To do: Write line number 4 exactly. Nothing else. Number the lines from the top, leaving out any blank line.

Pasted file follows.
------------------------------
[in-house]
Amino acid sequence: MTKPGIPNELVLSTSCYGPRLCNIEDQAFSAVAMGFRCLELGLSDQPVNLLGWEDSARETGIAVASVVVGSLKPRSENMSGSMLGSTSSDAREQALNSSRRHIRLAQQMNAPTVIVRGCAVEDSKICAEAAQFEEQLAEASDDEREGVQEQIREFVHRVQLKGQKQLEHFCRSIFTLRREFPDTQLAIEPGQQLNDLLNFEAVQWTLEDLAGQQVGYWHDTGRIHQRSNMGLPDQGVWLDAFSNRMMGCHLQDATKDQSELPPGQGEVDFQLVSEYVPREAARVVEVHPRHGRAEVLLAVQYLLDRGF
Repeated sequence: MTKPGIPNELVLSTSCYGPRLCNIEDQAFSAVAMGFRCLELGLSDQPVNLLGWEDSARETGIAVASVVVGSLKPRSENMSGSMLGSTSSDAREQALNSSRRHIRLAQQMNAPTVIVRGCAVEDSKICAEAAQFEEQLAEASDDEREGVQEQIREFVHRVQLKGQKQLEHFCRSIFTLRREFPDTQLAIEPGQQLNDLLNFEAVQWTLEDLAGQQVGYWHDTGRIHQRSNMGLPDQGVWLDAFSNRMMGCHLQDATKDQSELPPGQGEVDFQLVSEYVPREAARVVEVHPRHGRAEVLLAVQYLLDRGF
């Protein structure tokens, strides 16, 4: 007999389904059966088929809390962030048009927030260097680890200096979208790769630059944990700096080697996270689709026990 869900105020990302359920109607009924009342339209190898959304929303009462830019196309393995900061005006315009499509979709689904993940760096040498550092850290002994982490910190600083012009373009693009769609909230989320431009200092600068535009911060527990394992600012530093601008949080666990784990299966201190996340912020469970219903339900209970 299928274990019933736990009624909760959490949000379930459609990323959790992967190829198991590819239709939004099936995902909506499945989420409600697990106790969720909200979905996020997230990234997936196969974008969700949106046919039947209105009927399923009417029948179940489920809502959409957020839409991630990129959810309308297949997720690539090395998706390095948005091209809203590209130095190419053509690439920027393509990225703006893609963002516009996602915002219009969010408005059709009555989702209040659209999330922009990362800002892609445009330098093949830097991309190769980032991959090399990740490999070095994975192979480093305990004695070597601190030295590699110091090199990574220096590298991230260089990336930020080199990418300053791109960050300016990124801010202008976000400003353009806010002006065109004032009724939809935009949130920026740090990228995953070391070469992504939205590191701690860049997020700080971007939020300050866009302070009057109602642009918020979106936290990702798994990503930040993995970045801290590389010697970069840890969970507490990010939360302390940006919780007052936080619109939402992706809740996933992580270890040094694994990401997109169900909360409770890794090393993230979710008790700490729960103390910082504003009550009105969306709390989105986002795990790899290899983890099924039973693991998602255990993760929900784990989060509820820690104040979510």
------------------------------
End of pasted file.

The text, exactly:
């Protein structure tokens, strides 16, 4: 007999389904059966088929809390962030048009927030260097680890200096979208790769630059944990700096080697996270689709026990 869900105020990302359920109607009924009342339209190898959304929303009462830019196309393995900061005006315009499509979709689904993940760096040498550092850290002994982490910190600083012009373009693009769609909230989320431009200092600068535009911060527990394992600012530093601008949080666990784990299966201190996340912020469970219903339900209970 299928274990019933736990009624909760959490949000379930459609990323959790992967190829198991590819239709939004099936995902909506499945989420409600697990106790969720909200979905996020997230990234997936196969974008969700949106046919039947209105009927399923009417029948179940489920809502959409957020839409991630990129959810309308297949997720690539090395998706390095948005091209809203590209130095190419053509690439920027393509990225703006893609963002516009996602915002219009969010408005059709009555989702209040659209999330922009990362800002892609445009330098093949830097991309190769980032991959090399990740490999070095994975192979480093305990004695070597601190030295590699110091090199990574220096590298991230260089990336930020080199990418300053791109960050300016990124801010202008976000400003353009806010002006065109004032009724939809935009949130920026740090990228995953070391070469992504939205590191701690860049997020700080971007939020300050866009302070009057109602642009918020979106936290990702798994990503930040993995970045801290590389010697970069840890969970507490990010939360302390940006919780007052936080619109939402992706809740996933992580270890040094694994990401997109169900909360409770890794090393993230979710008790700490729960103390910082504003009550009105969306709390989105986002795990790899290899983890099924039973693991998602255990993760929900784990989060509820820690104040979510």